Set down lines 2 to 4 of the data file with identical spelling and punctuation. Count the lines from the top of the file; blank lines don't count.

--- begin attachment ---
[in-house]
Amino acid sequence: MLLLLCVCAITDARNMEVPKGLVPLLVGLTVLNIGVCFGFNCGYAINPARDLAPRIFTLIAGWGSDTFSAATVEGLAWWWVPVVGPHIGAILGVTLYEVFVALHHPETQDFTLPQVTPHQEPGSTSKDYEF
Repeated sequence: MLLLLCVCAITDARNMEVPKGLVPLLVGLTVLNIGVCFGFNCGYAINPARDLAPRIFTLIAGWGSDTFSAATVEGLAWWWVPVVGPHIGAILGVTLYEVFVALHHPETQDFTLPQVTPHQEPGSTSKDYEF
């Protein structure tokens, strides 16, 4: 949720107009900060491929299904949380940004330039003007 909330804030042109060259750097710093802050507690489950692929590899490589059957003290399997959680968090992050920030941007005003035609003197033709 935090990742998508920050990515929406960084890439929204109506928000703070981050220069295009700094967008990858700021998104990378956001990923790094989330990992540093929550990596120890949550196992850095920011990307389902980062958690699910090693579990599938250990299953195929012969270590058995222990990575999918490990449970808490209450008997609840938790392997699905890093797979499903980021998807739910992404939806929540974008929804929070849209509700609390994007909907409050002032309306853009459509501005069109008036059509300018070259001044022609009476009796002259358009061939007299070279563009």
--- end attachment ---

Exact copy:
Amino acid sequence: MLLLLCVCAITDARNMEVPKGLVPLLVGLTVLNIGVCFGFNCGYAINPARDLAPRIFTLIAGWGSDTFSAATVEGLAWWWVPVVGPHIGAILGVTLYEVFVALHHPETQDFTLPQVTPHQEPGSTSKDYEF
Repeated sequence: MLLLLCVCAITDARNMEVPKGLVPLLVGLTVLNIGVCFGFNCGYAINPARDLAPRIFTLIAGWGSDTFSAATVEGLAWWWVPVVGPHIGAILGVTLYEVFVALHHPETQDFTLPQVTPHQEPGSTSKDYEF
């Protein structure tokens, strides 16, 4: 949720107009900060491929299904949380940004330039003007 909330804030042109060259750097710093802050507690489950692929590899490589059957003290399997959680968090992050920030941007005003035609003197033709 935090990742998508920050990515929406960084890439929204109506928000703070981050220069295009700094967008990858700021998104990378956001990923790094989330990992540093929550990596120890949550196992850095920011990307389902980062958690699910090693579990599938250990299953195929012969270590058995222990990575999918490990449970808490209450008997609840938790392997699905890093797979499903980021998807739910992404939806929540974008929804929070849209509700609390994007909907409050002032309306853009459509501005069109008036059509300018070259001044022609009476009796002259358009061939007299070279563009």